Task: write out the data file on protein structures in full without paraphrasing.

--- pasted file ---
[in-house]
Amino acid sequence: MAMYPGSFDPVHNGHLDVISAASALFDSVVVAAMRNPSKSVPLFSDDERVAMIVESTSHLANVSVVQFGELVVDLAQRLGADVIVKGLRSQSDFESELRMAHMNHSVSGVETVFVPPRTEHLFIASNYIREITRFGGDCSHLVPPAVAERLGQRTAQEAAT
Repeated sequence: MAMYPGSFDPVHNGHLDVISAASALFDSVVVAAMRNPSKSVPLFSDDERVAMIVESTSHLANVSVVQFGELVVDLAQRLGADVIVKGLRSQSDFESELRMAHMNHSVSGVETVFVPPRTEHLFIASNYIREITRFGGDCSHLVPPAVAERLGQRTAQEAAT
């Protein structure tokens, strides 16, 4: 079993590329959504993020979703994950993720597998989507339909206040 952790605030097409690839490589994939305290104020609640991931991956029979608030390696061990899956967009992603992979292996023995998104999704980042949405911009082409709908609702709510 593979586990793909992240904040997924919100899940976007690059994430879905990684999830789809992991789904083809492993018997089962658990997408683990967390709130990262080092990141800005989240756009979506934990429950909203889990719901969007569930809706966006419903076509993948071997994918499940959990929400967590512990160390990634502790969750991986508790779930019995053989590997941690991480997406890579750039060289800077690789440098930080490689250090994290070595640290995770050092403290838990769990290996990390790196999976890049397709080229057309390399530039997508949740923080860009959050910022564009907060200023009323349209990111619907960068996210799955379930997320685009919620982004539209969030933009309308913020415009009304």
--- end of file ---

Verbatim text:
[in-house]
Amino acid sequence: MAMYPGSFDPVHNGHLDVISAASALFDSVVVAAMRNPSKSVPLFSDDERVAMIVESTSHLANVSVVQFGELVVDLAQRLGADVIVKGLRSQSDFESELRMAHMNHSVSGVETVFVPPRTEHLFIASNYIREITRFGGDCSHLVPPAVAERLGQRTAQEAAT
Repeated sequence: MAMYPGSFDPVHNGHLDVISAASALFDSVVVAAMRNPSKSVPLFSDDERVAMIVESTSHLANVSVVQFGELVVDLAQRLGADVIVKGLRSQSDFESELRMAHMNHSVSGVETVFVPPRTEHLFIASNYIREITRFGGDCSHLVPPAVAERLGQRTAQEAAT
């Protein structure tokens, strides 16, 4: 079993590329959504993020979703994950993720597998989507339909206040 952790605030097409690839490589994939305290104020609640991931991956029979608030390696061990899956967009992603992979292996023995998104999704980042949405911009082409709908609702709510 593979586990793909992240904040997924919100899940976007690059994430879905990684999830789809992991789904083809492993018997089962658990997408683990967390709130990262080092990141800005989240756009979506934990429950909203889990719901969007569930809706966006419903076509993948071997994918499940959990929400967590512990160390990634502790969750991986508790779930019995053989590997941690991480997406890579750039060289800077690789440098930080490689250090994290070595640290995770050092403290838990769990290996990390790196999976890049397709080229057309390399530039997508949740923080860009959050910022564009907060200023009323349209990111619907960068996210799955379930997320685009919620982004539209969030933009309308913020415009009304």